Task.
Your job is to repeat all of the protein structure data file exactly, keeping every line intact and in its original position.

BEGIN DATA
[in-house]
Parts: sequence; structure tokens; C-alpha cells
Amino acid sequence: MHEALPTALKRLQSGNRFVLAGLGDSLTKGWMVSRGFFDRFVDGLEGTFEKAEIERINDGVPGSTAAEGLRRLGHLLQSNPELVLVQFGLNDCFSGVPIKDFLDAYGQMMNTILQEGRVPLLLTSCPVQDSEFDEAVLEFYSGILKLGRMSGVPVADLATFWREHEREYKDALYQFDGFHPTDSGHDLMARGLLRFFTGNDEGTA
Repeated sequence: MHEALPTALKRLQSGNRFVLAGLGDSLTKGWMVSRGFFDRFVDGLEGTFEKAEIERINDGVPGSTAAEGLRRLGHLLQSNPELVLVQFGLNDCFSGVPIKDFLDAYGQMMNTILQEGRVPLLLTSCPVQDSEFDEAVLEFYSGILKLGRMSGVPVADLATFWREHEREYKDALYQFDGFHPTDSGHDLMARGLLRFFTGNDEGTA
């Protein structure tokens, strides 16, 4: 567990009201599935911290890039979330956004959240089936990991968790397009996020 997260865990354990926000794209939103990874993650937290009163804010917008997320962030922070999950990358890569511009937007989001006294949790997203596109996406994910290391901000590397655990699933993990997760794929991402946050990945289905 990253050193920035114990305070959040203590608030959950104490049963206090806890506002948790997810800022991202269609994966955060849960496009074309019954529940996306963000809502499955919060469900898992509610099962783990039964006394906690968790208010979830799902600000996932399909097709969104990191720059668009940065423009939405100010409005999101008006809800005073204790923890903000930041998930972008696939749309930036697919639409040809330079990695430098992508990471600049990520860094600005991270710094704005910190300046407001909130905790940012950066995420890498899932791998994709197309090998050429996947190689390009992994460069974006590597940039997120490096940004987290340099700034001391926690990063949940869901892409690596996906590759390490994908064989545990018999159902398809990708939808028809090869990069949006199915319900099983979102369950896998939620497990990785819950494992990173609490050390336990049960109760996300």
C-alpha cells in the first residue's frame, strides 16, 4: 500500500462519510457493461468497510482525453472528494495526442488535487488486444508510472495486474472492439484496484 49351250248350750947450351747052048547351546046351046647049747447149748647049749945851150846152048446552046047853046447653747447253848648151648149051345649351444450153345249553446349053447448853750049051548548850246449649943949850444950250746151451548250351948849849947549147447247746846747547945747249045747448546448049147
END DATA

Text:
[in-house]
Parts: sequence; structure tokens; C-alpha cells
Amino acid sequence: MHEALPTALKRLQSGNRFVLAGLGDSLTKGWMVSRGFFDRFVDGLEGTFEKAEIERINDGVPGSTAAEGLRRLGHLLQSNPELVLVQFGLNDCFSGVPIKDFLDAYGQMMNTILQEGRVPLLLTSCPVQDSEFDEAVLEFYSGILKLGRMSGVPVADLATFWREHEREYKDALYQFDGFHPTDSGHDLMARGLLRFFTGNDEGTA
Repeated sequence: MHEALPTALKRLQSGNRFVLAGLGDSLTKGWMVSRGFFDRFVDGLEGTFEKAEIERINDGVPGSTAAEGLRRLGHLLQSNPELVLVQFGLNDCFSGVPIKDFLDAYGQMMNTILQEGRVPLLLTSCPVQDSEFDEAVLEFYSGILKLGRMSGVPVADLATFWREHEREYKDALYQFDGFHPTDSGHDLMARGLLRFFTGNDEGTA
């Protein structure tokens, strides 16, 4: 567990009201599935911290890039979330956004959240089936990991968790397009996020 997260865990354990926000794209939103990874993650937290009163804010917008997320962030922070999950990358890569511009937007989001006294949790997203596109996406994910290391901000590397655990699933993990997760794929991402946050990945289905 990253050193920035114990305070959040203590608030959950104490049963206090806890506002948790997810800022991202269609994966955060849960496009074309019954529940996306963000809502499955919060469900898992509610099962783990039964006394906690968790208010979830799902600000996932399909097709969104990191720059668009940065423009939405100010409005999101008006809800005073204790923890903000930041998930972008696939749309930036697919639409040809330079990695430098992508990471600049990520860094600005991270710094704005910190300046407001909130905790940012950066995420890498899932791998994709197309090998050429996947190689390009992994460069974006590597940039997120490096940004987290340099700034001391926690990063949940869901892409690596996906590759390490994908064989545990018999159902398809990708939808028809090869990069949006199915319900099983979102369950896998939620497990990785819950494992990173609490050390336990049960109760996300």
C-alpha cells in the first residue's frame, strides 16, 4: 500500500462519510457493461468497510482525453472528494495526442488535487488486444508510472495486474472492439484496484 49351250248350750947450351747052048547351546046351046647049747447149748647049749945851150846152048446552046047853046447653747447253848648151648149051345649351444450153345249553446349053447448853750049051548548850246449649943949850444950250746151451548250351948849849947549147447247746846747547945747249045747448546448049147